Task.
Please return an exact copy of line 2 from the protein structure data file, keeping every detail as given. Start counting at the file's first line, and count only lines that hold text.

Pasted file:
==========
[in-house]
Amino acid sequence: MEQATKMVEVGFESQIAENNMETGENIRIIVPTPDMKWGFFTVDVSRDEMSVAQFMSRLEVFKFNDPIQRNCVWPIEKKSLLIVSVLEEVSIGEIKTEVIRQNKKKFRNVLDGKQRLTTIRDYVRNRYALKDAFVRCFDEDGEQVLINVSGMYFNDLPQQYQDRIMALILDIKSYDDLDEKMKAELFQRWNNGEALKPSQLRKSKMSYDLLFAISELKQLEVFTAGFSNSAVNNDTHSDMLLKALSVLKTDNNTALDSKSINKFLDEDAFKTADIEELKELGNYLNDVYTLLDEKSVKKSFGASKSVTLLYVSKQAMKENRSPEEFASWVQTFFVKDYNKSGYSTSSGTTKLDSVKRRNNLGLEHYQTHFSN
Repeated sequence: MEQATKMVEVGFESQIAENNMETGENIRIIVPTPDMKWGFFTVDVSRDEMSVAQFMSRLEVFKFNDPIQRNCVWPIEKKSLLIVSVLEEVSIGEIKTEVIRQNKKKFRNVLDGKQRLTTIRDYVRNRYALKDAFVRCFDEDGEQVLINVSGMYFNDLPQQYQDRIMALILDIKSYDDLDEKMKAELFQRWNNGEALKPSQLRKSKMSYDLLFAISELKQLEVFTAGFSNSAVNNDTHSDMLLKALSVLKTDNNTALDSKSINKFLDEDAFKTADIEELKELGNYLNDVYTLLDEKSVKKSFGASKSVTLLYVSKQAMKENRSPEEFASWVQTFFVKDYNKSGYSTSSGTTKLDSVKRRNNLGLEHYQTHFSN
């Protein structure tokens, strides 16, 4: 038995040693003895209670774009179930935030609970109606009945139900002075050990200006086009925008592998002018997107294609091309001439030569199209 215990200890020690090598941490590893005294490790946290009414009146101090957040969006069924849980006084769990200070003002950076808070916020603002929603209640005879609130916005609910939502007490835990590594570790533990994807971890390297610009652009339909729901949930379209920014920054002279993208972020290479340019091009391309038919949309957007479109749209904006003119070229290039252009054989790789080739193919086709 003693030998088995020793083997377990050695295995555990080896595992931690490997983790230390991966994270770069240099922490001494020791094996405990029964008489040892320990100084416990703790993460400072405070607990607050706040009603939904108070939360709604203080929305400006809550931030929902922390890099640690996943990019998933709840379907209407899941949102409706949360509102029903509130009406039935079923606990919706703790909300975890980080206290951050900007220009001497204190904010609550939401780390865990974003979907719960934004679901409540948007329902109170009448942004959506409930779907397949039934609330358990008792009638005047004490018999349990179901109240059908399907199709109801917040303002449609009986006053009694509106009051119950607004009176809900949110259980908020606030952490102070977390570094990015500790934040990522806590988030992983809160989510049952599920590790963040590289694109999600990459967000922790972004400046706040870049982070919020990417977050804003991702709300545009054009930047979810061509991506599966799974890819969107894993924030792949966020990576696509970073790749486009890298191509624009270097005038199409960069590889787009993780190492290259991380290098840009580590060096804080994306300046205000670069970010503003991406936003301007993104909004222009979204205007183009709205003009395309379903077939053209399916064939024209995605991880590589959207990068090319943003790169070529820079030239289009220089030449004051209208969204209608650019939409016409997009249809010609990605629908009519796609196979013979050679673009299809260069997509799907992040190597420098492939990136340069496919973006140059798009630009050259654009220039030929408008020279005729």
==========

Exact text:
Amino acid sequence: MEQATKMVEVGFESQIAENNMETGENIRIIVPTPDMKWGFFTVDVSRDEMSVAQFMSRLEVFKFNDPIQRNCVWPIEKKSLLIVSVLEEVSIGEIKTEVIRQNKKKFRNVLDGKQRLTTIRDYVRNRYALKDAFVRCFDEDGEQVLINVSGMYFNDLPQQYQDRIMALILDIKSYDDLDEKMKAELFQRWNNGEALKPSQLRKSKMSYDLLFAISELKQLEVFTAGFSNSAVNNDTHSDMLLKALSVLKTDNNTALDSKSINKFLDEDAFKTADIEELKELGNYLNDVYTLLDEKSVKKSFGASKSVTLLYVSKQAMKENRSPEEFASWVQTFFVKDYNKSGYSTSSGTTKLDSVKRRNNLGLEHYQTHFSN